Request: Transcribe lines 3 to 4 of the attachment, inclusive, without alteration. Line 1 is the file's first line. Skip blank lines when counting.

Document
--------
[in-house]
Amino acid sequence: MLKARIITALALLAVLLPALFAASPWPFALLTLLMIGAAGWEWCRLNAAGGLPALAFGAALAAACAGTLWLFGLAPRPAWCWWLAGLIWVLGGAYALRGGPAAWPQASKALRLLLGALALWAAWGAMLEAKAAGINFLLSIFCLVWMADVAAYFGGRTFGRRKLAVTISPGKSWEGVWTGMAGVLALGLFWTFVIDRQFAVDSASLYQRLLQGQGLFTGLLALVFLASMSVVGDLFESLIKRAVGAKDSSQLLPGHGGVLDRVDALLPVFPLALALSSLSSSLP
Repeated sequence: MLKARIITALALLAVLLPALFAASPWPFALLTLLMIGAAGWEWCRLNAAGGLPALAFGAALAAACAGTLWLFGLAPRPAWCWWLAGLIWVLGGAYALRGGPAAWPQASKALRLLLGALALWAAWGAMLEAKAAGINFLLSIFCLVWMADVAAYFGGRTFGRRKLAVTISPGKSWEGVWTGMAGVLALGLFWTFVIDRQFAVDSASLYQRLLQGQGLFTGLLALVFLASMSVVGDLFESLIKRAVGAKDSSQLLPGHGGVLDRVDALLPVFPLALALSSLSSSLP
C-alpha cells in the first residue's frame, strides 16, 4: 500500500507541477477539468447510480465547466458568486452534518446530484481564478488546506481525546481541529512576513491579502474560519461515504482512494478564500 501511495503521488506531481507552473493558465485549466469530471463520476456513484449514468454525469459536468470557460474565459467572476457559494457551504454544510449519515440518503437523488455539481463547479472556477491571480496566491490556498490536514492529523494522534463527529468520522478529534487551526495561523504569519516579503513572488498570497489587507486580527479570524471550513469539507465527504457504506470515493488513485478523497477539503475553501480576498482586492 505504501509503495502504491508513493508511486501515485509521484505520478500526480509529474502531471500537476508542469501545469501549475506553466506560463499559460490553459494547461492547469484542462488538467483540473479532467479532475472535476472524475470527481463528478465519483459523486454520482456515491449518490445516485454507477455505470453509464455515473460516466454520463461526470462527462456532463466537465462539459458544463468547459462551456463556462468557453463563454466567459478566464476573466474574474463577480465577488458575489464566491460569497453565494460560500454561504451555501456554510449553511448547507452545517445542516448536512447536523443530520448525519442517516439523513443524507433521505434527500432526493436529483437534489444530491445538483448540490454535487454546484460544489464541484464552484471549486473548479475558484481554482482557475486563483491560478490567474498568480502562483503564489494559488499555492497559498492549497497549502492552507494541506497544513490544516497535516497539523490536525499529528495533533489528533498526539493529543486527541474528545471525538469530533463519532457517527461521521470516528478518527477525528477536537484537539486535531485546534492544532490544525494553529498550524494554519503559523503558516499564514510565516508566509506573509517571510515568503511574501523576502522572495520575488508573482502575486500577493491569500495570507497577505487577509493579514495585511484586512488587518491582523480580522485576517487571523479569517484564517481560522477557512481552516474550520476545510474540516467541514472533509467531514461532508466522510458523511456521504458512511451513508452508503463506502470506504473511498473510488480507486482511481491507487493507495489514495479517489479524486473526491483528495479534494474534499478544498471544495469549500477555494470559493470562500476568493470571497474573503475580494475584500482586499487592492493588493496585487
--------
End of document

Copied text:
Repeated sequence: MLKARIITALALLAVLLPALFAASPWPFALLTLLMIGAAGWEWCRLNAAGGLPALAFGAALAAACAGTLWLFGLAPRPAWCWWLAGLIWVLGGAYALRGGPAAWPQASKALRLLLGALALWAAWGAMLEAKAAGINFLLSIFCLVWMADVAAYFGGRTFGRRKLAVTISPGKSWEGVWTGMAGVLALGLFWTFVIDRQFAVDSASLYQRLLQGQGLFTGLLALVFLASMSVVGDLFESLIKRAVGAKDSSQLLPGHGGVLDRVDALLPVFPLALALSSLSSSLP
C-alpha cells in the first residue's frame, strides 16, 4: 500500500507541477477539468447510480465547466458568486452534518446530484481564478488546506481525546481541529512576513491579502474560519461515504482512494478564500 501511495503521488506531481507552473493558465485549466469530471463520476456513484449514468454525469459536468470557460474565459467572476457559494457551504454544510449519515440518503437523488455539481463547479472556477491571480496566491490556498490536514492529523494522534463527529468520522478529534487551526495561523504569519516579503513572488498570497489587507486580527479570524471550513469539507465527504457504506470515493488513485478523497477539503475553501480576498482586492 505504501509503495502504491508513493508511486501515485509521484505520478500526480509529474502531471500537476508542469501545469501549475506553466506560463499559460490553459494547461492547469484542462488538467483540473479532467479532475472535476472524475470527481463528478465519483459523486454520482456515491449518490445516485454507477455505470453509464455515473460516466454520463461526470462527462456532463466537465462539459458544463468547459462551456463556462468557453463563454466567459478566464476573466474574474463577480465577488458575489464566491460569497453565494460560500454561504451555501456554510449553511448547507452545517445542516448536512447536523443530520448525519442517516439523513443524507433521505434527500432526493436529483437534489444530491445538483448540490454535487454546484460544489464541484464552484471549486473548479475558484481554482482557475486563483491560478490567474498568480502562483503564489494559488499555492497559498492549497497549502492552507494541506497544513490544516497535516497539523490536525499529528495533533489528533498526539493529543486527541474528545471525538469530533463519532457517527461521521470516528478518527477525528477536537484537539486535531485546534492544532490544525494553529498550524494554519503559523503558516499564514510565516508566509506573509517571510515568503511574501523576502522572495520575488508573482502575486500577493491569500495570507497577505487577509493579514495585511484586512488587518491582523480580522485576517487571523479569517484564517481560522477557512481552516474550520476545510474540516467541514472533509467531514461532508466522510458523511456521504458512511451513508452508503463506502470506504473511498473510488480507486482511481491507487493507495489514495479517489479524486473526491483528495479534494474534499478544498471544495469549500477555494470559493470562500476568493470571497474573503475580494475584500482586499487592492493588493496585487